The shift away from declarations of war toward authorizations of military force in the last century is more than semantic — it reflects a changing geopolitical topography. The days of "perfect" war — cleanly delineated battles between nations or empires that notionally spanned discrete historical dates — are no more. We are in the globalized world of ongoing but limited war. And in this context, a number of conditions have contributed to making war-waging a very executive business.
Political scientists point to congressional desire to avoid responsibility for the ruins and pains of war; note the current Congress's efforts to avoid voting on military action against the Islamic State until the midterm elections have safely passed. Consider, too, the rise of technologically advanced intelligence gathering since the Cold War; techno-capitalism helps shape war as a stealth and secretive business, the details of which are often made accessible only to the executive branch. Shadow wars, CIA military campaigns, and the opaque work of special operations forces go on without public knowledge or congressional approval. It is in this context that a president can always point to some extraordinary circumstance of existing war or "imminent threat" or, as we see with the Islamic State, the mere fact of atrocity. Authority based in the letter of the law, in such context, need only be plucked from thin air.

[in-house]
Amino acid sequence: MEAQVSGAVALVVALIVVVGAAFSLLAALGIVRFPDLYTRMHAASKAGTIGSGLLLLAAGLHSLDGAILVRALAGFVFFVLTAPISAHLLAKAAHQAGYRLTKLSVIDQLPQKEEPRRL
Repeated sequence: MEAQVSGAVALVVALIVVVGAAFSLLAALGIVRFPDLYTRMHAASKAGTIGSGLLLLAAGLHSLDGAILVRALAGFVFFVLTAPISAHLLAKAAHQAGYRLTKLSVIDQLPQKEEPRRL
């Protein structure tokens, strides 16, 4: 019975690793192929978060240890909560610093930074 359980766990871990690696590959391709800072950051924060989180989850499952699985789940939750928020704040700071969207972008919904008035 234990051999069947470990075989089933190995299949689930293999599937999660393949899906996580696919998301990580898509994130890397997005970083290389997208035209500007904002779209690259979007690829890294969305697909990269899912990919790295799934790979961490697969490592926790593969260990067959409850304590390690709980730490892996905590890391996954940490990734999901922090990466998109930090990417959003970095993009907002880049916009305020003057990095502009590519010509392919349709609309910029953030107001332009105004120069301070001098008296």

In this particular instance, the Obama administration has dusted off the 2001 Authorization for the Use of Military Force Act (AUMF) as the grounds for the President's authority to attack the Islamic State. But AUMF was meant only to extend to nations and organizations that "planned, authorized, committed, or aided" the 9/11 attacks 13 years ago. The Islamic State is no longer affiliated with al Qaeda; in fact, the two groups are ostensibly enemies.